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The ShortRead: D.A. Mishani


The ShortRead of 27th August


A Possibility of Violence

Author: D.A. Mishani

What's the story:

D.A. Mishani knows his way around a crime thriller. A literary scholar, he specialised in the history of detective fiction during his studies - a background that saw his first novel The Missing File scoop up a number of international crime awards earlier this year.

A Possibility of Violence revisits the world of Israeli Detective Avraham Avraham. Having returned from a much needed holiday, the detective is sucked back into a world of suspicion and fear when a bomb is found in a suitcase near a daycare centre in a quiet suburb of Tel Aviv. But this suitcase is only the start of a chase that sees Avraham hoping to atone for his own past failures.

Release date: Out now



Chills passed through Avraham’s body when he entered the interrogation room for the first time in three months. The air-conditioner had been running since morning and the room was cold. He remembered well the last time he had sat there, and the woman who had sat across from him then.

In the months that had passed, he imagined more than once the next interrogation he’d conduct in this room. He pictured his initial entrance into the room, steady and sure of himself, thought about the first questions he’d ask, in a stern voice. It wasn’t supposed to take place on his first day back, but maybe it was just as well that this was how it had happened. Like leaping off a cliff into a stormy sea, with no preparation.

The first details he saw when he sat down across from the suspect were the dark, narrow face, the small black eyes, and, afterwards, the thin arms, from which thick veins protruded. His palms were dirty, as were the nails. Average height, thin, unshaven. Maybe in his thirties. The suspect sat on the other side of the long table. He asked, ‘Who are you?’ but Avraham ignored his question. He organized the papers in front of him as if he were alone in the room. He hadn’t managed to delve into the material, only glanced at it briefly during the short conversation he’d had with the beat policeman who arrested the suspect during the early-morning hours.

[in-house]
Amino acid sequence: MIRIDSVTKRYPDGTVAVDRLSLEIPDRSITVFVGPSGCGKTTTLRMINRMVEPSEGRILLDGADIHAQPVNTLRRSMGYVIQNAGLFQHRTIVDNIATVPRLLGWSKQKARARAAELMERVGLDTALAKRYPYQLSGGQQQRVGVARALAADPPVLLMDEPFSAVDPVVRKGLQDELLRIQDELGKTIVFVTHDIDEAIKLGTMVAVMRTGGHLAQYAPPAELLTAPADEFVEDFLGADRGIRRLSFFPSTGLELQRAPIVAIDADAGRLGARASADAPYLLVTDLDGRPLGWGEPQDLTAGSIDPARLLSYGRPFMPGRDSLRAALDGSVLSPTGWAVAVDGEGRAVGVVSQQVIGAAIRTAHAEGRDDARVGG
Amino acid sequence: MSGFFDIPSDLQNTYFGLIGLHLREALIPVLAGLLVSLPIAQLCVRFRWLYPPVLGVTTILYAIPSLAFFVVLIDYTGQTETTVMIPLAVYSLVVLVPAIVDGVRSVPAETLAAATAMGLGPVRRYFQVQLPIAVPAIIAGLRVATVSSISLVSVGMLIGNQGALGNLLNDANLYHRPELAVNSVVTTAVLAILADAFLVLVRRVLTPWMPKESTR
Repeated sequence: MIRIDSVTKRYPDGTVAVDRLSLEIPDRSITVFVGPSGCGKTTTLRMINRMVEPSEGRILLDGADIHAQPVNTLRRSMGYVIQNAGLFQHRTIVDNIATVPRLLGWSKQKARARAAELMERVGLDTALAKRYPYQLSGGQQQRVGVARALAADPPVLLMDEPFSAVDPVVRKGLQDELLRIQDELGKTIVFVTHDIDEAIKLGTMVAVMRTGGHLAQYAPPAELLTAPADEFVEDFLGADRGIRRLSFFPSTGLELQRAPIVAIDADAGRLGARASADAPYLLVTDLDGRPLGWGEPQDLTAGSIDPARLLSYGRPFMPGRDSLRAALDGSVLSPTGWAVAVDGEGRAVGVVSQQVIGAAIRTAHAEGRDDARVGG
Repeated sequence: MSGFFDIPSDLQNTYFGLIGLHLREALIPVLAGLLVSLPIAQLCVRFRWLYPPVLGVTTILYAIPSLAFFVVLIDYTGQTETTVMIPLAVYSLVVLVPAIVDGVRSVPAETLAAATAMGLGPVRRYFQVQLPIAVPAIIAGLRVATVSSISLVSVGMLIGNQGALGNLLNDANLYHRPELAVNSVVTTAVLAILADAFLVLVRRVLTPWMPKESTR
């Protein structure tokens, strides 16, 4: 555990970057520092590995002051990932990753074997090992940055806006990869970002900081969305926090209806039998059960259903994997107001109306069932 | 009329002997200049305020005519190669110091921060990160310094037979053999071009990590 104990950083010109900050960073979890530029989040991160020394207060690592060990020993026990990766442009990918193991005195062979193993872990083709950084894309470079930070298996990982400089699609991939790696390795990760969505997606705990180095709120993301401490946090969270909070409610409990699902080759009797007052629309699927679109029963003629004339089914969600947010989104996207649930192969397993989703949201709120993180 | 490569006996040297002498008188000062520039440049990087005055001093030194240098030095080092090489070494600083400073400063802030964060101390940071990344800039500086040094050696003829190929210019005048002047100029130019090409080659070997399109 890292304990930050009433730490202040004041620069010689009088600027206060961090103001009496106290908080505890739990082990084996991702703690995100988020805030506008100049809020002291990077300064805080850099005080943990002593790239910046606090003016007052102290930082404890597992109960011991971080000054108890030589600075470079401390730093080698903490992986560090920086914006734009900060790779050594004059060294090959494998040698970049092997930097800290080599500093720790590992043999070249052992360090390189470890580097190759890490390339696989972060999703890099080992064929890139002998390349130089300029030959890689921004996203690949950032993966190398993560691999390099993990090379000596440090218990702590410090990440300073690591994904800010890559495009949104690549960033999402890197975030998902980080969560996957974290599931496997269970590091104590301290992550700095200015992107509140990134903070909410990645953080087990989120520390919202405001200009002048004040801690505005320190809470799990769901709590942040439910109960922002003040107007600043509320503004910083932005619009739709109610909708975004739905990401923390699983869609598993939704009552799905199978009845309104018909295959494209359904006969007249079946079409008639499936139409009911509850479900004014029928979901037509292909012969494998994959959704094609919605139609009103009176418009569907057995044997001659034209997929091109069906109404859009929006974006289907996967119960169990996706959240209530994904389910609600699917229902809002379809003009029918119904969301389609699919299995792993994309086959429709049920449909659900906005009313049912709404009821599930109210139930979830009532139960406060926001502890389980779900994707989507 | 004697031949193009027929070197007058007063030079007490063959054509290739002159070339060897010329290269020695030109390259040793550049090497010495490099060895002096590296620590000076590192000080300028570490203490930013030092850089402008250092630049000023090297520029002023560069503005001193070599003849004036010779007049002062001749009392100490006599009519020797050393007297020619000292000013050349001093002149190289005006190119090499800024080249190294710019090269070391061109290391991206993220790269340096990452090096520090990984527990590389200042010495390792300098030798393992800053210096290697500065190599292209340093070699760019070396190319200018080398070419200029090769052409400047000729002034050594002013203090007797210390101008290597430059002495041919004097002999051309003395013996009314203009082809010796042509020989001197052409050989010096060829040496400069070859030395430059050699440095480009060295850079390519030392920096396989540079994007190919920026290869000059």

According to the report the beat policeman had written, the message about the suitcase was received at the call centre at 6.44. Even though it was likely to be a false alarm, and despite the lack of manpower, a unit was immediately sent to Lavon Street. The police officers on patrol weren’t able to locate the scene, so at their request the call centre contacted the woman who made the call, and she came down to the street in a robe and directed the police officers. Less than ten minutes later the bomb squad arrived, ordered the road closed to traffic and pedestrians, and began making preparations to neutralize the suspicious object. The initial inspection of the suitcase revealed a Supratec alarm clock, connected by electric wires to a bottle of 7Up, in which there was an unidentified liquid, and what looked like a detonation device. According to the bomb squad’s notes, the suitcase was blown up at 7.50.

A moment before he opened the door to the interrogation room Avraham sent a text message to Marianka: Going into an unplanned interrogation. I’ll call when I get out. She answered him straight away: The vacation’s over? Good luck!

Everything was ready.

The recording device was working.

He asked the suspect his name and the suspect said, ‘Amos Uzan. You a copper? You realize I’ve been waiting here five hours already?’

He didn’t bother responding. ‘Date of birth.’

‘Mine? July the tenth, 1980.’


‘Twenty-six Hatzionut.’

‘In Holon?’

‘In Las Vegas.’


‘Conductor of the Philharmonic.’ Amos Uzan smiled. ‘No profession. Write I’m not presently working.’